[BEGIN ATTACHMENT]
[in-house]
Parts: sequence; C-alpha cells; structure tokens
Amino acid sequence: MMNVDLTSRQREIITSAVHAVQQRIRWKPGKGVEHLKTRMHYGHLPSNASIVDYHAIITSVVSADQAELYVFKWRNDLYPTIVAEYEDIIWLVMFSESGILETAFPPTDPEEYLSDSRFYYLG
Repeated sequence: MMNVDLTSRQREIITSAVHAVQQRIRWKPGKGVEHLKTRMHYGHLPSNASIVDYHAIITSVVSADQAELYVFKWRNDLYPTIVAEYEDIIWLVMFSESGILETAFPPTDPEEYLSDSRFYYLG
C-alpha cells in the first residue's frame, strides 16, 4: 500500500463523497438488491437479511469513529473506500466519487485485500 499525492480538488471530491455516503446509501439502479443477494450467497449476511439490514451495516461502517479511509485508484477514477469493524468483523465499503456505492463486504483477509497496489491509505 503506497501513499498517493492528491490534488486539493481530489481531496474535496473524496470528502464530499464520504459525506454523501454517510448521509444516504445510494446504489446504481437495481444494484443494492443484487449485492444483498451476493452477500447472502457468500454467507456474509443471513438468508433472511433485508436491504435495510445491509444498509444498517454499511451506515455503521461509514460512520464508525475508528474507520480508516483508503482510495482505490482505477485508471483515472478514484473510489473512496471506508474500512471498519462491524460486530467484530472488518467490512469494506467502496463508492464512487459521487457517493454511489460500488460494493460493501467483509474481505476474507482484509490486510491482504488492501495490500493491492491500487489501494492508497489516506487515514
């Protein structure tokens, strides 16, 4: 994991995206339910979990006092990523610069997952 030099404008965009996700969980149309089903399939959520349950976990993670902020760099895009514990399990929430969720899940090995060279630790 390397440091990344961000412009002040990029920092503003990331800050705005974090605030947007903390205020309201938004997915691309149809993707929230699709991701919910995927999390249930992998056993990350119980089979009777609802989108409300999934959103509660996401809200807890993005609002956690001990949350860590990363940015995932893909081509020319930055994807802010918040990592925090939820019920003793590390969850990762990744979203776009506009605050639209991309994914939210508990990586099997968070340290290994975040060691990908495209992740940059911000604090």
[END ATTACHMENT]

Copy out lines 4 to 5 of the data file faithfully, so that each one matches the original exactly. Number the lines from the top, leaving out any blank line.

Repeated sequence: MMNVDLTSRQREIITSAVHAVQQRIRWKPGKGVEHLKTRMHYGHLPSNASIVDYHAIITSVVSADQAELYVFKWRNDLYPTIVAEYEDIIWLVMFSESGILETAFPPTDPEEYLSDSRFYYLG
C-alpha cells in the first residue's frame, strides 16, 4: 500500500463523497438488491437479511469513529473506500466519487485485500 499525492480538488471530491455516503446509501439502479443477494450467497449476511439490514451495516461502517479511509485508484477514477469493524468483523465499503456505492463486504483477509497496489491509505 503506497501513499498517493492528491490534488486539493481530489481531496474535496473524496470528502464530499464520504459525506454523501454517510448521509444516504445510494446504489446504481437495481444494484443494492443484487449485492444483498451476493452477500447472502457468500454467507456474509443471513438468508433472511433485508436491504435495510445491509444498509444498517454499511451506515455503521461509514460512520464508525475508528474507520480508516483508503482510495482505490482505477485508471483515472478514484473510489473512496471506508474500512471498519462491524460486530467484530472488518467490512469494506467502496463508492464512487459521487457517493454511489460500488460494493460493501467483509474481505476474507482484509490486510491482504488492501495490500493491492491500487489501494492508497489516506487515514